The new partnership recognizes SpaceX's maturity as a leading space transportation company, Braun said. And Glenn and Marshall are the right centers for SpaceX to partner with, even if there simultaneously exists a strong rivalry between SpaceX's low-cost rockets and Marshall's lead development of NASA's Space Launch System rocket.
NASA has previously done considerable work studying the handling, transfer of, and storage of rocket fuels such as liquid oxygen, hydrogen, and methane in space—they are difficult to work with and susceptible to boil off in the space environment (hydrogen atoms can even migrate directly through metal fuel tanks). Under the new Space Act Agreement, NASA's Space Technology program will fund the time the agency's people spend working on these problems and any agency test facilities used. In effect, teams from the company and agency will work together to solve the problem, each paying for its own part of the effort.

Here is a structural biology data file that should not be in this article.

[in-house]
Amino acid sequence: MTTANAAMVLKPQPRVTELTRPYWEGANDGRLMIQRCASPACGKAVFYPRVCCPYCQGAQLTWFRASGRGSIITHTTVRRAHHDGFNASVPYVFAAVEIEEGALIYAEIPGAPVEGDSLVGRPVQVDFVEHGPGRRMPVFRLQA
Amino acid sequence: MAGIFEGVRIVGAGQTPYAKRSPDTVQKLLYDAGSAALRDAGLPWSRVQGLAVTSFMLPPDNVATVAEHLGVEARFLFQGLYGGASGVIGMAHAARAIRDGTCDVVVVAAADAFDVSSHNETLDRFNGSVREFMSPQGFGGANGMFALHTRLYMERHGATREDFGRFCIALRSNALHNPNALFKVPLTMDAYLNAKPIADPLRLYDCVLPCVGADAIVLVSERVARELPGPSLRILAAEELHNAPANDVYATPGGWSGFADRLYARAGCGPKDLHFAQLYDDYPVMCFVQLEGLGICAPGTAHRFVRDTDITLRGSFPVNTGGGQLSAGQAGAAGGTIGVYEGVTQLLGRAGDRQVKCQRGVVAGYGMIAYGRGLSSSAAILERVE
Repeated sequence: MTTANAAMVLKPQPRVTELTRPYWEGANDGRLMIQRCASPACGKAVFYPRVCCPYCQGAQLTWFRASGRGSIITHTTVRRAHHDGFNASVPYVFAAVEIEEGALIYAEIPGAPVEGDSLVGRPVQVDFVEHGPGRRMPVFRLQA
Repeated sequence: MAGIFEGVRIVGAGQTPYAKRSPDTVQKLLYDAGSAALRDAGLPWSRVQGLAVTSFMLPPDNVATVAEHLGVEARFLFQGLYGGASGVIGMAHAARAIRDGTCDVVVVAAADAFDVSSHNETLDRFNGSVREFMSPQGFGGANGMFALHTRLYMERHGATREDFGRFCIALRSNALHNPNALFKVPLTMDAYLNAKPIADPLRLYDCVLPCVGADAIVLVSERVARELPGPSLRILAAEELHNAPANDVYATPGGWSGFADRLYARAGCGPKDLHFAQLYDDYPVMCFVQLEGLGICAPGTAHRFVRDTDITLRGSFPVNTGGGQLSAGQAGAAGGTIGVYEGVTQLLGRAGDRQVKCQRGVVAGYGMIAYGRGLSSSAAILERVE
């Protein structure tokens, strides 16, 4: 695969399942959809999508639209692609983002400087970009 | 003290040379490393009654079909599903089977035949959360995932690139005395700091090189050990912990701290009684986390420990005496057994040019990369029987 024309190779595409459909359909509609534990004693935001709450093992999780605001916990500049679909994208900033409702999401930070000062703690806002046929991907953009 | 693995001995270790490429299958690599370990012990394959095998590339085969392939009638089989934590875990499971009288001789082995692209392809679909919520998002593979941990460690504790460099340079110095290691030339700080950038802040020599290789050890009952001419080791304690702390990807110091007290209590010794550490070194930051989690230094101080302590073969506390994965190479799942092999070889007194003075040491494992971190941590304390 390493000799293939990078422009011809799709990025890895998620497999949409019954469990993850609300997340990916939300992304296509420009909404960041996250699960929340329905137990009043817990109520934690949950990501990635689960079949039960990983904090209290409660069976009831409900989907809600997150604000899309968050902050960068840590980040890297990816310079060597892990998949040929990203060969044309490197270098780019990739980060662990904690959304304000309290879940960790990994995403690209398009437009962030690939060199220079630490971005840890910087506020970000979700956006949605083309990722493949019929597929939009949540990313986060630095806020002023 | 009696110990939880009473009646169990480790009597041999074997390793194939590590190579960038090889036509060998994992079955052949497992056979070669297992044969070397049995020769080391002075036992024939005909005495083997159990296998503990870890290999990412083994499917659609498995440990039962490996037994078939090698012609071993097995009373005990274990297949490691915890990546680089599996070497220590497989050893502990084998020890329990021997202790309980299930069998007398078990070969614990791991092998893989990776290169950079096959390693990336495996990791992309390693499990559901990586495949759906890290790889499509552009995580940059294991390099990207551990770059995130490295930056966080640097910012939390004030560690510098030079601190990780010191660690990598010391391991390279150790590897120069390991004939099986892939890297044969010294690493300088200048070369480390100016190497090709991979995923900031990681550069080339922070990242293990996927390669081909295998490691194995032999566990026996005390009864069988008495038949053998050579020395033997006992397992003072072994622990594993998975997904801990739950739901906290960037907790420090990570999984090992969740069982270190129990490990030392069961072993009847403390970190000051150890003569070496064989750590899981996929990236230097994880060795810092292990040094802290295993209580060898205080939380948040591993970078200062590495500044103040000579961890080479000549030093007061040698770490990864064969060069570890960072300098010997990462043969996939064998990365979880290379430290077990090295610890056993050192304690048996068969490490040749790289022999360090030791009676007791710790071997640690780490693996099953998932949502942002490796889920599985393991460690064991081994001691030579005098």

"The civil servants at Marshall and at Glenn are very talented in this area," Braun said. "The people at SpaceX clearly know their system, both the capabilities and the needs of the Starship architecture. The fact that they’re all going to get together in the same room, and work on the same problem, that’s tremendous."
Braun served as chief technologist in 2010, back when the Obama administration created NASA's Space Technology program to foster just this kind of innovation in America's private space industry. It was a contentious time in space policy, as the White House was pushing for more funding for new space companies—and new space ideas such as fuel-storage depots—while Congress wanted to keep NASA in the rocket-building business.
Eventually, Congress got the upper hand, putting NASA on track to build the large SLS rocket at a development cost of more than $2 billion a year. The rocket program mostly benefited the Alabama space center and was championed by Alabama State Senator Richard Shelby. The potential of in-space fuel storage and transfer threatened the SLS rocket because it would allow NASA to do some exploration missions with smaller and cheaper rockets. As one source explained at the time, "